Conversely, in their 12th year as an AHL tenant and 11th as a Red Wings ally, the Grand Rapids Griffins delivered first-time playoff glory to their southwestern Michigan city.
There was a decade-long stretch bookended by two partial Detroit associates bringing home back-to-back Turner Cups. The Port Huron Flags/Wings pulled the feat in 1971 and 1972, as did the Kalamazoo Wings in 1979 and 1980.
However, the Grand Rapids run in 2013 sets itself apart in that the Griffins are the Red Wings’ sole, primary affiliate.
For those who bleed blue and orange to the extent of eyeing their former familial namesake in Nova Scotia, the Oilers’ glory days did not quite end with their last of five Stanley Cups in seven years in 1990.
Three years afterward, the Oiler family garnered its sixth professional playoff title in a decade with Cape Breton’s Calder Cup triumph.
The Panthers are the third team yet to win a minor league championship and the second yet to win at any level.
Three of their past and present ECHL affiliates, though, have reached the third round of the Kelly Cup playoffs. They are the 1994 Birmingham Bulls, the 1996 Tallahassee Tiger Sharks and the 2013 Cincinnati Cyclones.
Other than the Salt Lake Golden Eagles of the Central League in 1975 and the ECHL’s Mississippi Sea Wolves―shared with the Phoenix Coyotes―in 1999, there are not many minor league banners for the Kings to brandish.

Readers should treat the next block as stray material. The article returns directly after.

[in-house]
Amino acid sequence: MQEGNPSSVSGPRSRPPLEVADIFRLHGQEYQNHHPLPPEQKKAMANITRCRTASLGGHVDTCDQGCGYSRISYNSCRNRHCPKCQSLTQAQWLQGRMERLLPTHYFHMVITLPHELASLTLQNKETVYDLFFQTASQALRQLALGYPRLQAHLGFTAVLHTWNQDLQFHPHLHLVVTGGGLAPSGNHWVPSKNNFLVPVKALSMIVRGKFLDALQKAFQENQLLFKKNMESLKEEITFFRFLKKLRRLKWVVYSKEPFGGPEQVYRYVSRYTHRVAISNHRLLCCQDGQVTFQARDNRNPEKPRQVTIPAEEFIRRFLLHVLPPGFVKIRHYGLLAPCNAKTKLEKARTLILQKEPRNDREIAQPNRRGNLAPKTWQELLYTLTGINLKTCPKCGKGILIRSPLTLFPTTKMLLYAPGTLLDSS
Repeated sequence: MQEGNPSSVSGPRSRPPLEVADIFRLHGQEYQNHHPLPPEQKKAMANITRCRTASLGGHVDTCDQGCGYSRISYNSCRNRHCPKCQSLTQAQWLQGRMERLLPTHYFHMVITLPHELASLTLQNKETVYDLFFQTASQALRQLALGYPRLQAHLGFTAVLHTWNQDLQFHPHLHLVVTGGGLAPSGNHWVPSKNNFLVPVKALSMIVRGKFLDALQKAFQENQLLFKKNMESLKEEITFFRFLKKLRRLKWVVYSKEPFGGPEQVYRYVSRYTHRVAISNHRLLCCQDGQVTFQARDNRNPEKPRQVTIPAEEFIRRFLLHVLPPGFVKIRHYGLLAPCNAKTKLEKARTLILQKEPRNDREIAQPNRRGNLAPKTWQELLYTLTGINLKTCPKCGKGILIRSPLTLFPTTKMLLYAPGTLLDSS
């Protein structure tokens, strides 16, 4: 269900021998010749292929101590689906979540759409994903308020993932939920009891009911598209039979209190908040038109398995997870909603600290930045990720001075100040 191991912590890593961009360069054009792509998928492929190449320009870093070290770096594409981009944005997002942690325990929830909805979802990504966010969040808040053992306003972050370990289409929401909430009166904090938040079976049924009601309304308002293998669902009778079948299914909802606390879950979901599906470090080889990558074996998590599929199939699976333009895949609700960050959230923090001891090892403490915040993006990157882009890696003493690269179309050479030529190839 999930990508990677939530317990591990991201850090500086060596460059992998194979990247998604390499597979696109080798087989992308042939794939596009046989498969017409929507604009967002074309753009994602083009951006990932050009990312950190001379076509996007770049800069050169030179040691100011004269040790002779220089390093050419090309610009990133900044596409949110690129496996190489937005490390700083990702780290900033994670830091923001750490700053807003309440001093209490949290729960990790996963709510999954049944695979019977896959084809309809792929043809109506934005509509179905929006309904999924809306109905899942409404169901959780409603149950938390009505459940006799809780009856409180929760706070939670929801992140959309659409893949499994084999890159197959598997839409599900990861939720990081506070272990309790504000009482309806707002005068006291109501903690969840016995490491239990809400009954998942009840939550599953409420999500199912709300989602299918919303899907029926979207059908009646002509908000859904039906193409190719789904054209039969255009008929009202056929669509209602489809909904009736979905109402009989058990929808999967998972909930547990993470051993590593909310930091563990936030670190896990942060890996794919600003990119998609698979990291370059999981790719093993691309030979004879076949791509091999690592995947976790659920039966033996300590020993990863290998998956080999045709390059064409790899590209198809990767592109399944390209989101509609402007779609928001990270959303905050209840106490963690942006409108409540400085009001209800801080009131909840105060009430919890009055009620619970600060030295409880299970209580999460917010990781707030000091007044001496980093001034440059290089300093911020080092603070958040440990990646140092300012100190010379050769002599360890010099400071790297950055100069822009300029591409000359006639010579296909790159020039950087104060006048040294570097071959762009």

There is one more outstanding example, though. While they were based a full cross-country trek away, the Springfield Kings did their namesake parents proud with a Calder Cup in 1971. They did it despite finishing the regular season at 29-35-8.
And here we thought L.A.’s 2012 playoff stampede after clinching the eighth and final spot in the Western Conference was unprecedented.
The Minnesota Wild’s third year of operation was a charm in more ways than just the team’s first passport to the Stanley Cup playoffs, let alone an unexpected ride to the third round.
Roughly a week after that run came to an end with a sweep at the hands of Anaheim, Minnesota’s AHL allies from Houston clinched their own Western Conference title. After swinging and missing on two chances to close out the Grand Rapids Griffins, the Aeros eked out a 2-1 triumph in Game 7 on the road.
They pulled the same feat in the finals by blanking the Hamilton Bulldogs, 3-0, at Copps Coliseum to win a particularly thrilling Calder Cup championship series. The series featured a maximum three equalizers as well as two lead changes (1-0 Houston to 2-1 Hamilton to 3-2 Houston) and two overtime games.
The Habs never had a better combined outlook on the present and future than they did in 1976 and 1977. That was when they twice pulled the trick of a Stanley Cup title and a Calder Cup championship in the same spring.
Both of those Nova Scotia Voyageurs teams featured a rookie and second-year professional defenseman in Brian Engblom. Shortly after winning his second Calder Cup, Engblom made his NHL debut amidst Montreal’s run to its own repeat in 1977.
The Nashville Predators have always based their top professional prospects in Milwaukee, home of an IHL-turned-AHL franchise that is 21 years their senior.
Through 36 years of existence, the Milwaukee Admirals have one playoff title to their credit, a Calder Cup in 2004. That team featured seven original Predators draftees, including 2002 first-rounder Scottie Upshall, who tallied three goals in eight playoff appearances.
The last set of AHL and NHL partners to win their respective playoff titles in the same year were the 1994-95 Albany River Rats and New Jersey Devils.